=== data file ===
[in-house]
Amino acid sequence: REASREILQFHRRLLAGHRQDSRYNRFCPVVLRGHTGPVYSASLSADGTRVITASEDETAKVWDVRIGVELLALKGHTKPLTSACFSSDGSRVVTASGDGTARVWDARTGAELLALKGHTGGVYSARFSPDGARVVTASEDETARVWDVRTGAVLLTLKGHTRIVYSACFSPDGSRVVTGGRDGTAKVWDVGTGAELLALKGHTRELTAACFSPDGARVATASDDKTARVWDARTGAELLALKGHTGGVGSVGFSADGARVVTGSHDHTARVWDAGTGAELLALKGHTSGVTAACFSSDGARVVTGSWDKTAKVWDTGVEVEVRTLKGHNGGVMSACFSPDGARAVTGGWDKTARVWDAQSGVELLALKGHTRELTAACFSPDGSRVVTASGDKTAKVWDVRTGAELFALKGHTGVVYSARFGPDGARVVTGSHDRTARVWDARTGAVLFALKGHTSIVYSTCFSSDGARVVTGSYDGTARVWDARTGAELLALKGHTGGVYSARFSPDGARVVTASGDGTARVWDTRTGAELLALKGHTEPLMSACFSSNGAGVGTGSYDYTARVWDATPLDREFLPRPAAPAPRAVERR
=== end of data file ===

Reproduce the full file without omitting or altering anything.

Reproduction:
[in-house]
Amino acid sequence: REASREILQFHRRLLAGHRQDSRYNRFCPVVLRGHTGPVYSASLSADGTRVITASEDETAKVWDVRIGVELLALKGHTKPLTSACFSSDGSRVVTASGDGTARVWDARTGAELLALKGHTGGVYSARFSPDGARVVTASEDETARVWDVRTGAVLLTLKGHTRIVYSACFSPDGSRVVTGGRDGTAKVWDVGTGAELLALKGHTRELTAACFSPDGARVATASDDKTARVWDARTGAELLALKGHTGGVGSVGFSADGARVVTGSHDHTARVWDAGTGAELLALKGHTSGVTAACFSSDGARVVTGSWDKTAKVWDTGVEVEVRTLKGHNGGVMSACFSPDGARAVTGGWDKTARVWDAQSGVELLALKGHTRELTAACFSPDGSRVVTASGDKTAKVWDVRTGAELFALKGHTGVVYSARFGPDGARVVTGSHDRTARVWDARTGAVLFALKGHTSIVYSTCFSSDGARVVTGSYDGTARVWDARTGAELLALKGHTGGVYSARFSPDGARVVTASGDGTARVWDTRTGAELLALKGHTEPLMSACFSSNGAGVGTGSYDYTARVWDATPLDREFLPRPAAPAPRAVERR